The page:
Consider a set $A$ equipped with two binary relations $\le$ and $<$, related in the appropriate ways for the strict and non-strict version of an ordering. One might make different choices about exactly what axioms to impose, but some reasonable ones to choose from are:

- $\le$ is a preorder (or maybe a partial order).
- $<$ is irreflexive.
- $<$ is transitive.
- $x\le y$ and $y<x$ cannot both hold.
- If $x\le y$ and $y<z$, then $x<z$. Dually, if $x<y$ and $y\le z$, then $x<z$.
- If $x<y$, then $x\le y$.
- If $x<z$, then either $x<y$ or $y<z$.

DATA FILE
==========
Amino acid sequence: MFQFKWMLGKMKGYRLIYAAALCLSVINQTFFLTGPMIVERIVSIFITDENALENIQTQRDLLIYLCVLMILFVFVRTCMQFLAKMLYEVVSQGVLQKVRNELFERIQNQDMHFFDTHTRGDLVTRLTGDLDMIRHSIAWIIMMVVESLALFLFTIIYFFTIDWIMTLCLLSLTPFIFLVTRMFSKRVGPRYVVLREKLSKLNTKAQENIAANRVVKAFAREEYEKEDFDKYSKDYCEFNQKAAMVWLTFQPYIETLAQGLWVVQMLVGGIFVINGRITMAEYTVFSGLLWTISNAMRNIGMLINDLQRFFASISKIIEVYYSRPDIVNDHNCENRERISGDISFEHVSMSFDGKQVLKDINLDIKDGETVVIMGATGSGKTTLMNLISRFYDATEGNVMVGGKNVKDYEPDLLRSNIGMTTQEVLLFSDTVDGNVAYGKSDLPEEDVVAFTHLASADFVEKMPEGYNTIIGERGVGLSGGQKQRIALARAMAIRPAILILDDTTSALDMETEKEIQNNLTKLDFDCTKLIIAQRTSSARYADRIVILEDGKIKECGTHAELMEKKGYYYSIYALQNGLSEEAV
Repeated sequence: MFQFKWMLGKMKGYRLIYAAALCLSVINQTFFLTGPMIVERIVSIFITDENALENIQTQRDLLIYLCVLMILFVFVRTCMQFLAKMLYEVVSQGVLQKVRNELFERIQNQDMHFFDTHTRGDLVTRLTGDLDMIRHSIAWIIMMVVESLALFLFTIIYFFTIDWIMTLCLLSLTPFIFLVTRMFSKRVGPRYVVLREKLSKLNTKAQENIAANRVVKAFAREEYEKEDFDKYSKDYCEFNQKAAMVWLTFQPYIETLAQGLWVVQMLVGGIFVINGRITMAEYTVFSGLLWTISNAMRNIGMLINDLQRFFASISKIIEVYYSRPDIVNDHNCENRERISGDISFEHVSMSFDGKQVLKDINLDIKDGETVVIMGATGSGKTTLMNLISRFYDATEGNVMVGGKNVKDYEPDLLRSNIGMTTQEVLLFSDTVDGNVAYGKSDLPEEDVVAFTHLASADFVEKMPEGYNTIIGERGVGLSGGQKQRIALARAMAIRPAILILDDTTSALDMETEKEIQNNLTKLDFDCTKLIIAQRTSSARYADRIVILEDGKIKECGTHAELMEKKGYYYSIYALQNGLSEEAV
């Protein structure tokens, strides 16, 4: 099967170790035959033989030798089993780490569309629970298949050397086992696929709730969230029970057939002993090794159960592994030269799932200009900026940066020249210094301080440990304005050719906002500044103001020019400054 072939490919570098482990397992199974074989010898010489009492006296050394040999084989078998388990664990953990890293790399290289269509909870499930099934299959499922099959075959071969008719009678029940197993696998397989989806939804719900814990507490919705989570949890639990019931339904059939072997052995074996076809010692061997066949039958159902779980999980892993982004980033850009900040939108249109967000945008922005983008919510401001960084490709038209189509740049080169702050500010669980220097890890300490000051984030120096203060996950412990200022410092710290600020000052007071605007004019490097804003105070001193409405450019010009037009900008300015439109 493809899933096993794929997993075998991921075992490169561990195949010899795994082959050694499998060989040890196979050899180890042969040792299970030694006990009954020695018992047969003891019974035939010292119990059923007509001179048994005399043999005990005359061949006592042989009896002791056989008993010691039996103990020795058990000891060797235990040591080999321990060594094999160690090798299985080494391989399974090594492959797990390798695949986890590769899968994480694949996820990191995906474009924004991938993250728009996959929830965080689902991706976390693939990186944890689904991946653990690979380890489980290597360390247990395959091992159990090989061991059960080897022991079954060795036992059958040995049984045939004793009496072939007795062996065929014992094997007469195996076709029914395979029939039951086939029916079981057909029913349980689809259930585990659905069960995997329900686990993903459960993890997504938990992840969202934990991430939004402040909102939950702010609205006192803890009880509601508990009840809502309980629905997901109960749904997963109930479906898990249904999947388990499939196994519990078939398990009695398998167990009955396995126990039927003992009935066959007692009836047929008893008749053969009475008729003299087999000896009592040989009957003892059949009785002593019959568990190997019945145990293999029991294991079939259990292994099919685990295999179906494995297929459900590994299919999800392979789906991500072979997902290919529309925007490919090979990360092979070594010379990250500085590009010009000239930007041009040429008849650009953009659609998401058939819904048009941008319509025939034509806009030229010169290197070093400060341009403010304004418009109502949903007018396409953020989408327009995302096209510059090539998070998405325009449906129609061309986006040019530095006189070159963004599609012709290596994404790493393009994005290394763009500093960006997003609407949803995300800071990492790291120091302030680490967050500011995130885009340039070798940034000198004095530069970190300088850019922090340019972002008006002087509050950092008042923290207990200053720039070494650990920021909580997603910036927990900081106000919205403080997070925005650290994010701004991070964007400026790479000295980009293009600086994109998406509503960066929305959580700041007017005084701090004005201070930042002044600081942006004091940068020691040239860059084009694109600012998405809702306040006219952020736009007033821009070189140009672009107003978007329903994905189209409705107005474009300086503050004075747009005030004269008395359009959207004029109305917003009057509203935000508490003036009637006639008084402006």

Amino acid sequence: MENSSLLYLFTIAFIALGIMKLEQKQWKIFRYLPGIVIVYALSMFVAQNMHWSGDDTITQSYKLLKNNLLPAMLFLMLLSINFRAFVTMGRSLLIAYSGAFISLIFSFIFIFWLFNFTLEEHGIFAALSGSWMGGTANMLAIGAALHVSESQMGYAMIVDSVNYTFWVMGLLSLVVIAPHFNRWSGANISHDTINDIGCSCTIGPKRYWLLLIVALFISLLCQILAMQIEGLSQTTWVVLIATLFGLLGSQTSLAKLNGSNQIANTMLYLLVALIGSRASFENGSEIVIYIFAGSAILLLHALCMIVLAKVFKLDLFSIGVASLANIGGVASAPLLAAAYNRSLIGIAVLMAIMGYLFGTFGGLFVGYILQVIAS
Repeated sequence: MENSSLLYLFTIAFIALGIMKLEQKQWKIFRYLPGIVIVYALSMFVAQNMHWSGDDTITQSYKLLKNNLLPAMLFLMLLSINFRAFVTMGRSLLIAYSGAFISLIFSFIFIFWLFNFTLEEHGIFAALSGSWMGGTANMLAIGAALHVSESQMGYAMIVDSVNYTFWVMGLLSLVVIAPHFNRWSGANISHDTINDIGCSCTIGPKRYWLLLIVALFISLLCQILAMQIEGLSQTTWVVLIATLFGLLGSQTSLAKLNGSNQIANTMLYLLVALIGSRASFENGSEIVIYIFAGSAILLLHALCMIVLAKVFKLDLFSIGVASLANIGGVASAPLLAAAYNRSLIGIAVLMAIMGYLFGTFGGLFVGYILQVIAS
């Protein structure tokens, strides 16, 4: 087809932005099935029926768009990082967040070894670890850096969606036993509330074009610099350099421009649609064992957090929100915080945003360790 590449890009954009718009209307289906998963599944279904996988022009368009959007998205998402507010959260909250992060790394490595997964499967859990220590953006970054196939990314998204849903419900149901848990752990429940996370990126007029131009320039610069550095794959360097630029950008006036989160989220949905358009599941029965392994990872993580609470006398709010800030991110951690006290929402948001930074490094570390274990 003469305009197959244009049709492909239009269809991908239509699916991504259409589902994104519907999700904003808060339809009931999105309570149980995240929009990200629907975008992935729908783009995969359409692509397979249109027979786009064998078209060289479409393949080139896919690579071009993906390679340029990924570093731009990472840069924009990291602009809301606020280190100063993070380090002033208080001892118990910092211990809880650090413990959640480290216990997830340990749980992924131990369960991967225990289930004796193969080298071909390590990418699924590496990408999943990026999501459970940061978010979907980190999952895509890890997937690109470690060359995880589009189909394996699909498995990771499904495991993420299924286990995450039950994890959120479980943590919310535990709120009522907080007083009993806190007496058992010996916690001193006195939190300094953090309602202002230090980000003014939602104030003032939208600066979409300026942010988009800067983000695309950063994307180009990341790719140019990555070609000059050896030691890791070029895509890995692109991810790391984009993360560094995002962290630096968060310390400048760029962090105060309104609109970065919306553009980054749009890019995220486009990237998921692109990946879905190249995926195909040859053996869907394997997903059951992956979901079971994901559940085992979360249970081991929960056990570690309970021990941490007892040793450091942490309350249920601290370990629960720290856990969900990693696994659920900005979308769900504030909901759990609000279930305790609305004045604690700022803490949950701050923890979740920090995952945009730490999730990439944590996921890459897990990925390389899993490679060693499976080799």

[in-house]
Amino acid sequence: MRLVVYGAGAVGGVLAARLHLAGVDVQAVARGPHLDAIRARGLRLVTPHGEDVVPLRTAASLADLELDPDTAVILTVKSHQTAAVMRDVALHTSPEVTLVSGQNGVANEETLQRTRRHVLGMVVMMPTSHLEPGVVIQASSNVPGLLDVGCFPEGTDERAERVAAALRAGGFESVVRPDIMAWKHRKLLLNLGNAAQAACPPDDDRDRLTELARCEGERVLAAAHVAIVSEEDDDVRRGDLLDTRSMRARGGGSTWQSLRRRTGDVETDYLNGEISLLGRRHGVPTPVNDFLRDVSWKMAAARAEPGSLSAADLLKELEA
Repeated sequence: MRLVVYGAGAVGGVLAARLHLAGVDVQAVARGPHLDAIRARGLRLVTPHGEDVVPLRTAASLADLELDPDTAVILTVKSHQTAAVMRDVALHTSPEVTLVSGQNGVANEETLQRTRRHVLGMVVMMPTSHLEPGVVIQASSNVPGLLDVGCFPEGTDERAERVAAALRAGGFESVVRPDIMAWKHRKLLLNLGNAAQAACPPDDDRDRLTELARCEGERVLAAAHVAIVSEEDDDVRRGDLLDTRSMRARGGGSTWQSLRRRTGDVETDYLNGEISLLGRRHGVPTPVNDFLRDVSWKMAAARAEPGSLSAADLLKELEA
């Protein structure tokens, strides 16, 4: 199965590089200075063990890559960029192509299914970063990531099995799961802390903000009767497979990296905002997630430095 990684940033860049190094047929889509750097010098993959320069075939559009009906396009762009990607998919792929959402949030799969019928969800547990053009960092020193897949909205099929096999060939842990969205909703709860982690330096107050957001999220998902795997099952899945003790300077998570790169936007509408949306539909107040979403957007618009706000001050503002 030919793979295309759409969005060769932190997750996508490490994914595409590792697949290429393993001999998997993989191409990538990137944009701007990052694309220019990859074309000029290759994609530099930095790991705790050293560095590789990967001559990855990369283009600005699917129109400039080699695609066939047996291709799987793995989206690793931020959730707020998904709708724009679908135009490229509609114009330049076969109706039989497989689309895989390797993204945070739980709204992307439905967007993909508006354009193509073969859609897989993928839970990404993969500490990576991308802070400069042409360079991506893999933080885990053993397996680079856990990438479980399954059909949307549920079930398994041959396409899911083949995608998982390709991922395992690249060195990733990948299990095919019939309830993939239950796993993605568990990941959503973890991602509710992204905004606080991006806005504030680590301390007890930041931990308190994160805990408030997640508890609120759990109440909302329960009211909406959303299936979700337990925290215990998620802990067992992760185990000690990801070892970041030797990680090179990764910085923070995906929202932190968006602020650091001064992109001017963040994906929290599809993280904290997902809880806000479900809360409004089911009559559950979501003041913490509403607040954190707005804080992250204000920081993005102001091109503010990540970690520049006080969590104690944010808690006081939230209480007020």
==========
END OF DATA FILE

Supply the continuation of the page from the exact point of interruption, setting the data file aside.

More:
In classical mathematics, strict and non-strict orders are usually interdefinable. (*Edit:* As Joel pointed out, this is only really true in the partial-order case.) Since this generally fails in constructive mathematics, the above abstract structure seems more likely to be interesting there. But even in classical mathematics there are interesting examples where $\le$ and $<$ don't determine each other in the naive way, such as the collection of transitive sets in ZFC with the relations $\subseteq$ and $\in$.

Has anyone defined an abstract structure like this? If so, what is it called?